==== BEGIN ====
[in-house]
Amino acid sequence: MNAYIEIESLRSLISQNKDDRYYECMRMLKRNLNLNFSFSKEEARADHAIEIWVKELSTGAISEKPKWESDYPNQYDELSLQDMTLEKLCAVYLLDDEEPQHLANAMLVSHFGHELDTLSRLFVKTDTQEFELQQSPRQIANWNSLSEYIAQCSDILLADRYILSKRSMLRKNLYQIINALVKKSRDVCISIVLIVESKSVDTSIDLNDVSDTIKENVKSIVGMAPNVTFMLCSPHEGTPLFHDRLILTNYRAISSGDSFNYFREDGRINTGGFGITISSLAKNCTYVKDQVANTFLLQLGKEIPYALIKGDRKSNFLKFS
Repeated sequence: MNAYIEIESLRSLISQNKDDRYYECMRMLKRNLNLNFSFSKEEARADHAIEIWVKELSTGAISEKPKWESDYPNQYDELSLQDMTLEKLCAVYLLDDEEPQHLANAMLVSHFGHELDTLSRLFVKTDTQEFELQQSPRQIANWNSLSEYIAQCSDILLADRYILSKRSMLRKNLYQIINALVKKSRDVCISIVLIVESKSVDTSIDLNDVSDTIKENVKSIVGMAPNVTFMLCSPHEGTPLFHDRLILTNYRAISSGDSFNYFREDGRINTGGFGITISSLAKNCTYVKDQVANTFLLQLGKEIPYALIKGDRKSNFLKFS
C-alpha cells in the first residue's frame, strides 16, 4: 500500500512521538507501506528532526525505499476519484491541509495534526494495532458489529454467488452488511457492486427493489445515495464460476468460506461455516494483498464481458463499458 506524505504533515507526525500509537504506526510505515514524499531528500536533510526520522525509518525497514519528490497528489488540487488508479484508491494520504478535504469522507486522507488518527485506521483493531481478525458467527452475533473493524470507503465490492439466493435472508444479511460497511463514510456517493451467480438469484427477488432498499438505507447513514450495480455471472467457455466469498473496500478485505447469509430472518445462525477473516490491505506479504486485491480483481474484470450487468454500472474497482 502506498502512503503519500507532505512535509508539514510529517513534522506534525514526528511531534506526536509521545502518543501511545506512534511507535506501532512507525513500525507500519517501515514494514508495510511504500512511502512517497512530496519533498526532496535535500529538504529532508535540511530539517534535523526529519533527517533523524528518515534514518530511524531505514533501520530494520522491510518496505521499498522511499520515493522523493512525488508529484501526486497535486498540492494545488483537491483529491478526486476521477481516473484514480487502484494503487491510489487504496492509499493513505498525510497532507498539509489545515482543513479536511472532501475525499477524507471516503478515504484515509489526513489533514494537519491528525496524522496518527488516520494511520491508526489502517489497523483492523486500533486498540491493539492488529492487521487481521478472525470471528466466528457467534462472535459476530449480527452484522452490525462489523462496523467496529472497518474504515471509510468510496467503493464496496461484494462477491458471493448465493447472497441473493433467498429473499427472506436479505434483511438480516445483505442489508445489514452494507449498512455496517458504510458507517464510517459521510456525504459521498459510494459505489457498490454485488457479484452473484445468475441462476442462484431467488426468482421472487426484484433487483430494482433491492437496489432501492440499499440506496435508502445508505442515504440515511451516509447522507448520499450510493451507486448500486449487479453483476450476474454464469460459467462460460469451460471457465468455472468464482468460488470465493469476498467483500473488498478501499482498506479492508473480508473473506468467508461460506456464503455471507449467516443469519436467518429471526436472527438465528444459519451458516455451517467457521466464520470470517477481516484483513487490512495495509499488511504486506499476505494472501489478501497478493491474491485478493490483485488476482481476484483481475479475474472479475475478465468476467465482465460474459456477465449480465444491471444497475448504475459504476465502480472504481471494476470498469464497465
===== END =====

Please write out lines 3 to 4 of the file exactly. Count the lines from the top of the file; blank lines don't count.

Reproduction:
Repeated sequence: MNAYIEIESLRSLISQNKDDRYYECMRMLKRNLNLNFSFSKEEARADHAIEIWVKELSTGAISEKPKWESDYPNQYDELSLQDMTLEKLCAVYLLDDEEPQHLANAMLVSHFGHELDTLSRLFVKTDTQEFELQQSPRQIANWNSLSEYIAQCSDILLADRYILSKRSMLRKNLYQIINALVKKSRDVCISIVLIVESKSVDTSIDLNDVSDTIKENVKSIVGMAPNVTFMLCSPHEGTPLFHDRLILTNYRAISSGDSFNYFREDGRINTGGFGITISSLAKNCTYVKDQVANTFLLQLGKEIPYALIKGDRKSNFLKFS
C-alpha cells in the first residue's frame, strides 16, 4: 500500500512521538507501506528532526525505499476519484491541509495534526494495532458489529454467488452488511457492486427493489445515495464460476468460506461455516494483498464481458463499458 506524505504533515507526525500509537504506526510505515514524499531528500536533510526520522525509518525497514519528490497528489488540487488508479484508491494520504478535504469522507486522507488518527485506521483493531481478525458467527452475533473493524470507503465490492439466493435472508444479511460497511463514510456517493451467480438469484427477488432498499438505507447513514450495480455471472467457455466469498473496500478485505447469509430472518445462525477473516490491505506479504486485491480483481474484470450487468454500472474497482 502506498502512503503519500507532505512535509508539514510529517513534522506534525514526528511531534506526536509521545502518543501511545506512534511507535506501532512507525513500525507500519517501515514494514508495510511504500512511502512517497512530496519533498526532496535535500529538504529532508535540511530539517534535523526529519533527517533523524528518515534514518530511524531505514533501520530494520522491510518496505521499498522511499520515493522523493512525488508529484501526486497535486498540492494545488483537491483529491478526486476521477481516473484514480487502484494503487491510489487504496492509499493513505498525510497532507498539509489545515482543513479536511472532501475525499477524507471516503478515504484515509489526513489533514494537519491528525496524522496518527488516520494511520491508526489502517489497523483492523486500533486498540491493539492488529492487521487481521478472525470471528466466528457467534462472535459476530449480527452484522452490525462489523462496523467496529472497518474504515471509510468510496467503493464496496461484494462477491458471493448465493447472497441473493433467498429473499427472506436479505434483511438480516445483505442489508445489514452494507449498512455496517458504510458507517464510517459521510456525504459521498459510494459505489457498490454485488457479484452473484445468475441462476442462484431467488426468482421472487426484484433487483430494482433491492437496489432501492440499499440506496435508502445508505442515504440515511451516509447522507448520499450510493451507486448500486449487479453483476450476474454464469460459467462460460469451460471457465468455472468464482468460488470465493469476498467483500473488498478501499482498506479492508473480508473473506468467508461460506456464503455471507449467516443469519436467518429471526436472527438465528444459519451458516455451517467457521466464520470470517477481516484483513487490512495495509499488511504486506499476505494472501489478501497478493491474491485478493490483485488476482481476484483481475479475474472479475475478465468476467465482465460474459456477465449480465444491471444497475448504475459504476465502480472504481471494476470498469464497465